Hundreds released as National Dialogue on Anglophone crisis concludes, others remain in prison

Peaceful Assembly

Opposition leader Maurice Kamto and 102 others released, 15 opposition protesters sentenced to prison

On 4th October 2019, president Paul Biya ordered the prosecution to drop all charges against opposition Mouvement pour la renaissance du Cameroun (MRC) leader Maurice Kamto and 102 other people who were arrested in the context of MRC's 'marches blanches' (white marches) protests on 26th January 2019 to denounce what the protesters call electoral fraud during the country's presidential elections on 7th October 2018. Hundreds of supporters gathered at the Kondengui prison in Yaoundé on 5th October 2019 to welcome the MRC's leader's release. The release of the opposition members followed negotiations between MRC and the government, and occurred on the last day of the National Dialogue on the Anglophone crisis that took place in Yaoundé from 30th September to 5th October 2019.

President Biya previously announced the release of 333 people who were arrested 'for crimes committed in the Anglophone crisis', and who were being prosecuted before military courts. 

Despite this positive step, several opposition members and journalists remain in prison and continue to face charges. Lewis Mudge of Human Rights Watch said

"The release of Kamto and other prisoners does not demonstrate that Cameroon is turning a new leaf because unlawful arrests continue”

On 29th November 2019, 15 MRC supporters were sentenced to six months in prison in Douala. The 15 were arrested in the context of MRC protests on 1st June 2019, and were charged with 'rebellious acts' and 'illegal protest'. As reported previously on the Monitor, at least 350 people were arrested on 1st June 2019 when MRC supporters and members in several cities across Cameroon attempted to protest to demand the release of Kamto and other MRC supporters who were arrested in relation to opposition protests on 19th January 2019. 

Protests against increased attacks of Boko Haram in Far North region

On 9th November 2019, tens of protesters marched in Moskota, in the Far North region, against increasing attacks of Boko Haram. According to news reports, protesters were carrying banners with 'No to the killings', 'No to the silence of the state'. According to Amnesty International, at least 275 people, mostly civilians, were killed between January and November 2019 in attacks of Boko Haram in the Far North region, and many others were kidnapped or mutilated. Similar protests against Boko Haram attacks and increasing insecurity took place on 17th July 2019 in Tourou and 11th September 2019 in Tolkomari.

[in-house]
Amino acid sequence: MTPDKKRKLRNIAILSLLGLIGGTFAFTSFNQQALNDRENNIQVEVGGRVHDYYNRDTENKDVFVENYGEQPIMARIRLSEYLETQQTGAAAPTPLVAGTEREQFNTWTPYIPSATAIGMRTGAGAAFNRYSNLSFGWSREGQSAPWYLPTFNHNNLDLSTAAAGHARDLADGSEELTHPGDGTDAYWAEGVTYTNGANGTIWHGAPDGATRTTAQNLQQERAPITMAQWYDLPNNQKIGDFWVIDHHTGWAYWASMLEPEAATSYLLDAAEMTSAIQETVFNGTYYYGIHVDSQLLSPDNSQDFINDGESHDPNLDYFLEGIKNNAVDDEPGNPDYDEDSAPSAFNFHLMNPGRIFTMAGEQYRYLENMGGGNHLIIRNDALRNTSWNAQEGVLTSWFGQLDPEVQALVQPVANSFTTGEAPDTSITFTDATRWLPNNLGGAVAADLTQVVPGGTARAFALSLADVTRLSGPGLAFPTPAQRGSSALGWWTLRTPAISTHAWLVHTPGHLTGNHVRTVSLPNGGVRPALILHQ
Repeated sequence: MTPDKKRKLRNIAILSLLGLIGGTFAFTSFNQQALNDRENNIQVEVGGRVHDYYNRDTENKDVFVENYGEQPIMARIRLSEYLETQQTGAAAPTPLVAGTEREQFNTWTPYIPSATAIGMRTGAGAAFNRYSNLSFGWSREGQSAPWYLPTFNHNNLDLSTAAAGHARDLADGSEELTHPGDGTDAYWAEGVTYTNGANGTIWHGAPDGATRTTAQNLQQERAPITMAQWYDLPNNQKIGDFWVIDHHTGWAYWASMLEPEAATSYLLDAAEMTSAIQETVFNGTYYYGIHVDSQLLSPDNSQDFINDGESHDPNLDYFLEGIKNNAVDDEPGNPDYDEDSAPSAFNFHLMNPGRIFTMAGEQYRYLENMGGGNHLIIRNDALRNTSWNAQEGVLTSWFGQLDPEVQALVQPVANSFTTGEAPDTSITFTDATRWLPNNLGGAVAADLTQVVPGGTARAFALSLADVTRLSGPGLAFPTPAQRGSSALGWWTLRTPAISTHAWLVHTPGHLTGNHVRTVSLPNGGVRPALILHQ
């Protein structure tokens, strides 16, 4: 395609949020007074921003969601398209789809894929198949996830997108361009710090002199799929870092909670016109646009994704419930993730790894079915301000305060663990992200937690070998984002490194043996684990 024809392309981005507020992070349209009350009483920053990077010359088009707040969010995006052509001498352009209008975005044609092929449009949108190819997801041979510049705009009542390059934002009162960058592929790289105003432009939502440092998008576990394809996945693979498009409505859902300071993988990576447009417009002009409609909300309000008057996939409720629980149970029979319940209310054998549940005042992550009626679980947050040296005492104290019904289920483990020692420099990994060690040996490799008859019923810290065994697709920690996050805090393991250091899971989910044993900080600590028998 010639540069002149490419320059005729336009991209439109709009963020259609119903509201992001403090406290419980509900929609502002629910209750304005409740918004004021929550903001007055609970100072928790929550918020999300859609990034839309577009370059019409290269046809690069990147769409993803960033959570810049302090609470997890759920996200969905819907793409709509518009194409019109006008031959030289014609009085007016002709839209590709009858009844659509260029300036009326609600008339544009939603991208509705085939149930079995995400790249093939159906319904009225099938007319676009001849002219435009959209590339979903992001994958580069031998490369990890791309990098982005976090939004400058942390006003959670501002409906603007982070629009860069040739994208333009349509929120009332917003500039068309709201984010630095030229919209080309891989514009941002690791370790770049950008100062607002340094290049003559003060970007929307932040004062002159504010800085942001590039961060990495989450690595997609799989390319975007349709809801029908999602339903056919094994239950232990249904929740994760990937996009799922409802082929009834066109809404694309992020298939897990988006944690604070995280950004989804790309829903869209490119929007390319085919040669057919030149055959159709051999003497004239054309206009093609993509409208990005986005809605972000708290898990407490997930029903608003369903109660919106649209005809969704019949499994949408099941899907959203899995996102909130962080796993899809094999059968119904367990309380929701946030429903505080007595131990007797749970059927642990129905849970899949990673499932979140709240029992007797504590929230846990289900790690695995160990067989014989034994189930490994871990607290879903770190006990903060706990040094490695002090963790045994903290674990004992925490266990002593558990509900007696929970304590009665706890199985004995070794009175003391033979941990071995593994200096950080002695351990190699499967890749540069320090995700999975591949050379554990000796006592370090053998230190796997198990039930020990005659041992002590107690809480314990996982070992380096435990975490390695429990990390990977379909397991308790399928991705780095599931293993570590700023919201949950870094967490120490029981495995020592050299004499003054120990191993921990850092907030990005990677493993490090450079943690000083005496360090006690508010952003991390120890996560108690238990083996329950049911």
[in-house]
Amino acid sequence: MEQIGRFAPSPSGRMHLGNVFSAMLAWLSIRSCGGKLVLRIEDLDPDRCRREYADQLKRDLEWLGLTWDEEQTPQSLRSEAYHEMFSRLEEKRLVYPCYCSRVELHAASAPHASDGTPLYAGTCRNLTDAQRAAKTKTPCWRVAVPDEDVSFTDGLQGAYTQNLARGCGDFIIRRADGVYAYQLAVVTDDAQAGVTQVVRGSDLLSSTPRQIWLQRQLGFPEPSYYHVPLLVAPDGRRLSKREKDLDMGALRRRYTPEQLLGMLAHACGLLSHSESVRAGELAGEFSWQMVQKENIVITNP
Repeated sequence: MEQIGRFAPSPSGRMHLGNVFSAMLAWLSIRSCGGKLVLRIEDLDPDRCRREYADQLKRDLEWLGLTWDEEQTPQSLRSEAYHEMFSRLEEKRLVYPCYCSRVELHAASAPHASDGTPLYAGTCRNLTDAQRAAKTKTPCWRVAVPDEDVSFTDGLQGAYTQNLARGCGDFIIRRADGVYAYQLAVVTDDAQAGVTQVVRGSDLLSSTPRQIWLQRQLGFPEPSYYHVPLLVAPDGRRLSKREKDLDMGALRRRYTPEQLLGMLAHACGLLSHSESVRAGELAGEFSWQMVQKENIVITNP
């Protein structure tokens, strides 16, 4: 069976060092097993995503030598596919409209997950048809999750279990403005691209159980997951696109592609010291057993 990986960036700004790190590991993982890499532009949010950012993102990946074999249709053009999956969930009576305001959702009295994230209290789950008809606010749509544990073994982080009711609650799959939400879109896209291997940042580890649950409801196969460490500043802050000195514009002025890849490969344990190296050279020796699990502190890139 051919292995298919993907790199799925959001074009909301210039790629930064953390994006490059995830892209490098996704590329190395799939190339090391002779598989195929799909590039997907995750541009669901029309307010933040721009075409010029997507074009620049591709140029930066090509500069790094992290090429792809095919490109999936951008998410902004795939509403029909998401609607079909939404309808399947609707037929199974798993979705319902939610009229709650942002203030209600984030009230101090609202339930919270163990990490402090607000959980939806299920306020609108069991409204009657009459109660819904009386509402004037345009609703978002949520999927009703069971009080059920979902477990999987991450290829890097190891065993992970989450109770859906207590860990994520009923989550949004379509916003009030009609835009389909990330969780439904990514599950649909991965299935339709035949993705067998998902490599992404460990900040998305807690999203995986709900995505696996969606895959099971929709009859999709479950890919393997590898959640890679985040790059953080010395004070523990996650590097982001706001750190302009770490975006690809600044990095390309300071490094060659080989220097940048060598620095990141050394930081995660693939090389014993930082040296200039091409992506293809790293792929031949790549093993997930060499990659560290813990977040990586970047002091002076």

Lecturers protest against insecurity and violence in Anglophone regions

On 8th October 2019, lecturers protested at the University of Bamenda's campus against the violence they are subjected to following the kidnapping of a lecturer. Separatists armed groups in the two Anglophone regions have forced schools to shut down, issued threats against teachers and kidnapped students and teachers. According to the United Nations Children's Fund (UNICEF) in June 2019, more than 80 percent of schools in the Anglophone regions have shut down, affecting more than 600,000 children.


Eight youth human rights defenders were released from prison following the order of president Paul Biya on 5th October 2019 to suspend the proceedings  against the eight before the Military Court, said Front Line Defenders. As reported previously on the Monitor, Jules Raymond Anama, Christian Ouemba Kuete, Juliette Ndim Bih, Yannick Mbakop, Samuel Talla Giles, Stanislas Tokam, Herman Zebaze Takoubo and Aimé Kameni Wetchadji were arrested on 18th May 2019 in Yaoundé while taking a selfie in front of a post office, and were charged with rebellion, complicity in subversion, failure to report, using a false title, and propagation of false news. They spent five months in prison. 

According to news reports, Catholic priest and director of the Catholic Agency for International Aid and Development (CARITAS) Father Paul Njokikang was detained after mass on 20th October 2019 in Bamenda. He was released on 21st October 2019, and the reasons for his detention are unknown. In May 2019, Father Njokikang addressed the United Nations Security Council Arria-Formula meeting on the humanitarian crisis in Cameroon. 

Political activist and scholar Abdul Karim was released on 1st November 2019. As reported previously on the Monitor, Karim was reported missing on 25th September in Yaoundé. On 30th September, Karim was charged with acts of terrorism, financing terrorism, and secession. Karim has in the past been very critical of the government’s actions in the two Anglophone regions.